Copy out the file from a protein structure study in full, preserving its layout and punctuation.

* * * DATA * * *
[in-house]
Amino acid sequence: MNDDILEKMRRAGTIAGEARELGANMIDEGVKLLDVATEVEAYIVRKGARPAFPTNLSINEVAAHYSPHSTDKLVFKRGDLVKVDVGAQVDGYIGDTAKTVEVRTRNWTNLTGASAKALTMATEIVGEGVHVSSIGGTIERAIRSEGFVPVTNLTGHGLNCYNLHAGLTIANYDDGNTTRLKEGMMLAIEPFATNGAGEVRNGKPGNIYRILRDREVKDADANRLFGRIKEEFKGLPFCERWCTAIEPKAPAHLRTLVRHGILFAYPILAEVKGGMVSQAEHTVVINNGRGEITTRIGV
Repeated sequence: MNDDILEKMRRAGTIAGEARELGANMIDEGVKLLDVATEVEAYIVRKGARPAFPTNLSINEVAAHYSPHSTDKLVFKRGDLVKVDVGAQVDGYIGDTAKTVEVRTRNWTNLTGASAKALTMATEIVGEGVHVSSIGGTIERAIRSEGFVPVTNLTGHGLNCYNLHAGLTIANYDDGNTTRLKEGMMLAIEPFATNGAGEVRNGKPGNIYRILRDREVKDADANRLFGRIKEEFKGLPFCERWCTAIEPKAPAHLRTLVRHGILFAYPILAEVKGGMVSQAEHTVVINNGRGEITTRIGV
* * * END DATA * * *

[in-house]
Amino acid sequence: MNDDILEKMRRAGTIAGEARELGANMIDEGVKLLDVATEVEAYIVRKGARPAFPTNLSINEVAAHYSPHSTDKLVFKRGDLVKVDVGAQVDGYIGDTAKTVEVRTRNWTNLTGASAKALTMATEIVGEGVHVSSIGGTIERAIRSEGFVPVTNLTGHGLNCYNLHAGLTIANYDDGNTTRLKEGMMLAIEPFATNGAGEVRNGKPGNIYRILRDREVKDADANRLFGRIKEEFKGLPFCERWCTAIEPKAPAHLRTLVRHGILFAYPILAEVKGGMVSQAEHTVVINNGRGEITTRIGV
Repeated sequence: MNDDILEKMRRAGTIAGEARELGANMIDEGVKLLDVATEVEAYIVRKGARPAFPTNLSINEVAAHYSPHSTDKLVFKRGDLVKVDVGAQVDGYIGDTAKTVEVRTRNWTNLTGASAKALTMATEIVGEGVHVSSIGGTIERAIRSEGFVPVTNLTGHGLNCYNLHAGLTIANYDDGNTTRLKEGMMLAIEPFATNGAGEVRNGKPGNIYRILRDREVKDADANRLFGRIKEEFKGLPFCERWCTAIEPKAPAHLRTLVRHGILFAYPILAEVKGGMVSQAEHTVVINNGRGEITTRIGV